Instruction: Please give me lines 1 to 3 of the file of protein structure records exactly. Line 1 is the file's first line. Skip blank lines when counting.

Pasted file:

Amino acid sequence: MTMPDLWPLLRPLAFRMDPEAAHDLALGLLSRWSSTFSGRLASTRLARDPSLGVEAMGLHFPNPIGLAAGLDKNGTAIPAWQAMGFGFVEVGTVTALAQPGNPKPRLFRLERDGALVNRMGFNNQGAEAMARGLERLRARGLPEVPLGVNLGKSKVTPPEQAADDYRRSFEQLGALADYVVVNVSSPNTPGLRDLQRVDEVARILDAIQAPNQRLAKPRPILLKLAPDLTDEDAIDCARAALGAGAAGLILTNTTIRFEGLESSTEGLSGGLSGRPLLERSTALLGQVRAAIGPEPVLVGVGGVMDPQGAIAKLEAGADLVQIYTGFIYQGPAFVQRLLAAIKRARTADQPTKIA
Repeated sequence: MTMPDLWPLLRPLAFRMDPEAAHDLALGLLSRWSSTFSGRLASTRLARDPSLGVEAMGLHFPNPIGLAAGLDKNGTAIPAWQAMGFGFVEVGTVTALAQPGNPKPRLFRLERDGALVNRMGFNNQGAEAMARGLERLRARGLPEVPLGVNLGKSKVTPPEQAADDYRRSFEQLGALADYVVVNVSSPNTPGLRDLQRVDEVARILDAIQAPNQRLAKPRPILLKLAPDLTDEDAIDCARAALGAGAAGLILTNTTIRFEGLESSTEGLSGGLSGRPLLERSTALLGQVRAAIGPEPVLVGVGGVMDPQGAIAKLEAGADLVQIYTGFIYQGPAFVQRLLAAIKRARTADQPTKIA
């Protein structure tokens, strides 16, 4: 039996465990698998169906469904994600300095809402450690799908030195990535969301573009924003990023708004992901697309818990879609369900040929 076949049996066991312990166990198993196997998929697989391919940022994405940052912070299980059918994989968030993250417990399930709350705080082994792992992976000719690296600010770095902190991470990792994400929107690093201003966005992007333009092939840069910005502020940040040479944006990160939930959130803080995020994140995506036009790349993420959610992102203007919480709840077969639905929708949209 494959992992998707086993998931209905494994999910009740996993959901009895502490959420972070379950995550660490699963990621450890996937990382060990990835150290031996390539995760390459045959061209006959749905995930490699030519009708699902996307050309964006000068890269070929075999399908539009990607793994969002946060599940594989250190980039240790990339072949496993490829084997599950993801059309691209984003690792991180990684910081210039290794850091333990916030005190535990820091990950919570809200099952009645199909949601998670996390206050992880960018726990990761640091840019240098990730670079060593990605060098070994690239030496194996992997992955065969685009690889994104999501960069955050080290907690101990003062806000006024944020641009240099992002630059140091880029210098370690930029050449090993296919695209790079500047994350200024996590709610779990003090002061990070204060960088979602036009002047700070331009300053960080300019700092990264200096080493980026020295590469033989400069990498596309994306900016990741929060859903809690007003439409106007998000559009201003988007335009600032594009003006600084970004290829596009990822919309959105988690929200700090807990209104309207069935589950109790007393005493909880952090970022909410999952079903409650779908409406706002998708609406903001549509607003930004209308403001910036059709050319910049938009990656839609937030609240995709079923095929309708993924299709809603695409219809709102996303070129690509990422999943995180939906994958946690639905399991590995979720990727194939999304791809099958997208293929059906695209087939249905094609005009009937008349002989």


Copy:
Amino acid sequence: MTMPDLWPLLRPLAFRMDPEAAHDLALGLLSRWSSTFSGRLASTRLARDPSLGVEAMGLHFPNPIGLAAGLDKNGTAIPAWQAMGFGFVEVGTVTALAQPGNPKPRLFRLERDGALVNRMGFNNQGAEAMARGLERLRARGLPEVPLGVNLGKSKVTPPEQAADDYRRSFEQLGALADYVVVNVSSPNTPGLRDLQRVDEVARILDAIQAPNQRLAKPRPILLKLAPDLTDEDAIDCARAALGAGAAGLILTNTTIRFEGLESSTEGLSGGLSGRPLLERSTALLGQVRAAIGPEPVLVGVGGVMDPQGAIAKLEAGADLVQIYTGFIYQGPAFVQRLLAAIKRARTADQPTKIA
Repeated sequence: MTMPDLWPLLRPLAFRMDPEAAHDLALGLLSRWSSTFSGRLASTRLARDPSLGVEAMGLHFPNPIGLAAGLDKNGTAIPAWQAMGFGFVEVGTVTALAQPGNPKPRLFRLERDGALVNRMGFNNQGAEAMARGLERLRARGLPEVPLGVNLGKSKVTPPEQAADDYRRSFEQLGALADYVVVNVSSPNTPGLRDLQRVDEVARILDAIQAPNQRLAKPRPILLKLAPDLTDEDAIDCARAALGAGAAGLILTNTTIRFEGLESSTEGLSGGLSGRPLLERSTALLGQVRAAIGPEPVLVGVGGVMDPQGAIAKLEAGADLVQIYTGFIYQGPAFVQRLLAAIKRARTADQPTKIA
């Protein structure tokens, strides 16, 4: 039996465990698998169906469904994600300095809402450690799908030195990535969301573009924003990023708004992901697309818990879609369900040929 076949049996066991312990166990198993196997998929697989391919940022994405940052912070299980059918994989968030993250417990399930709350705080082994792992992976000719690296600010770095902190991470990792994400929107690093201003966005992007333009092939840069910005502020940040040479944006990160939930959130803080995020994140995506036009790349993420959610992102203007919480709840077969639905929708949209 494959992992998707086993998931209905494994999910009740996993959901009895502490959420972070379950995550660490699963990621450890996937990382060990990835150290031996390539995760390459045959061209006959749905995930490699030519009708699902996307050309964006000068890269070929075999399908539009990607793994969002946060599940594989250190980039240790990339072949496993490829084997599950993801059309691209984003690792991180990684910081210039290794850091333990916030005190535990820091990950919570809200099952009645199909949601998670996390206050992880960018726990990761640091840019240098990730670079060593990605060098070994690239030496194996992997992955065969685009690889994104999501960069955050080290907690101990003062806000006024944020641009240099992002630059140091880029210098370690930029050449090993296919695209790079500047994350200024996590709610779990003090002061990070204060960088979602036009002047700070331009300053960080300019700092990264200096080493980026020295590469033989400069990498596309994306900016990741929060859903809690007003439409106007998000559009201003988007335009600032594009003006600084970004290829596009990822919309959105988690929200700090807990209104309207069935589950109790007393005493909880952090970022909410999952079903409650779908409406706002998708609406903001549509607003930004209308403001910036059709050319910049938009990656839609937030609240995709079923095929309708993924299709809603695409219809709102996303070129690509990422999943995180939906994958946690639905399991590995979720990727194939999304791809099958997208293929059906695209087939249905094609005009009937008349002989």